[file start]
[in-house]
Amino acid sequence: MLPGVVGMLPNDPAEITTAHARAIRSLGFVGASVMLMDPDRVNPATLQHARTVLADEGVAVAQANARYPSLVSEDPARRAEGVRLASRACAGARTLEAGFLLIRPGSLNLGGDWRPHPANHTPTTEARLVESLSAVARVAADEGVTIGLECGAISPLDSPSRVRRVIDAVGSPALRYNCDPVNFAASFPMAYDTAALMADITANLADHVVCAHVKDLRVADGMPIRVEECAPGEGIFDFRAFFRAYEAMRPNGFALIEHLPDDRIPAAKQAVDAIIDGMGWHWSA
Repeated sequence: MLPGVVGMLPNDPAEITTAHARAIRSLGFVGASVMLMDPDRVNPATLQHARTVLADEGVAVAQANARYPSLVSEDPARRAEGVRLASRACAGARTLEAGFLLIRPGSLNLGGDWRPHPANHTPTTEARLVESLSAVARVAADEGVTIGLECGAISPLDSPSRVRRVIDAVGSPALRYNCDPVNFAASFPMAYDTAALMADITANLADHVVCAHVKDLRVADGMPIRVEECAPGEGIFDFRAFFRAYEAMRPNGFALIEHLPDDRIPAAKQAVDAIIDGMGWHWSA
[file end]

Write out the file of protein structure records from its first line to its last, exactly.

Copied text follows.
[in-house]
Amino acid sequence: MLPGVVGMLPNDPAEITTAHARAIRSLGFVGASVMLMDPDRVNPATLQHARTVLADEGVAVAQANARYPSLVSEDPARRAEGVRLASRACAGARTLEAGFLLIRPGSLNLGGDWRPHPANHTPTTEARLVESLSAVARVAADEGVTIGLECGAISPLDSPSRVRRVIDAVGSPALRYNCDPVNFAASFPMAYDTAALMADITANLADHVVCAHVKDLRVADGMPIRVEECAPGEGIFDFRAFFRAYEAMRPNGFALIEHLPDDRIPAAKQAVDAIIDGMGWHWSA
Repeated sequence: MLPGVVGMLPNDPAEITTAHARAIRSLGFVGASVMLMDPDRVNPATLQHARTVLADEGVAVAQANARYPSLVSEDPARRAEGVRLASRACAGARTLEAGFLLIRPGSLNLGGDWRPHPANHTPTTEARLVESLSAVARVAADEGVTIGLECGAISPLDSPSRVRRVIDAVGSPALRYNCDPVNFAASFPMAYDTAALMADITANLADHVVCAHVKDLRVADGMPIRVEECAPGEGIFDFRAFFRAYEAMRPNGFALIEHLPDDRIPAAKQAVDAIIDGMGWHWSA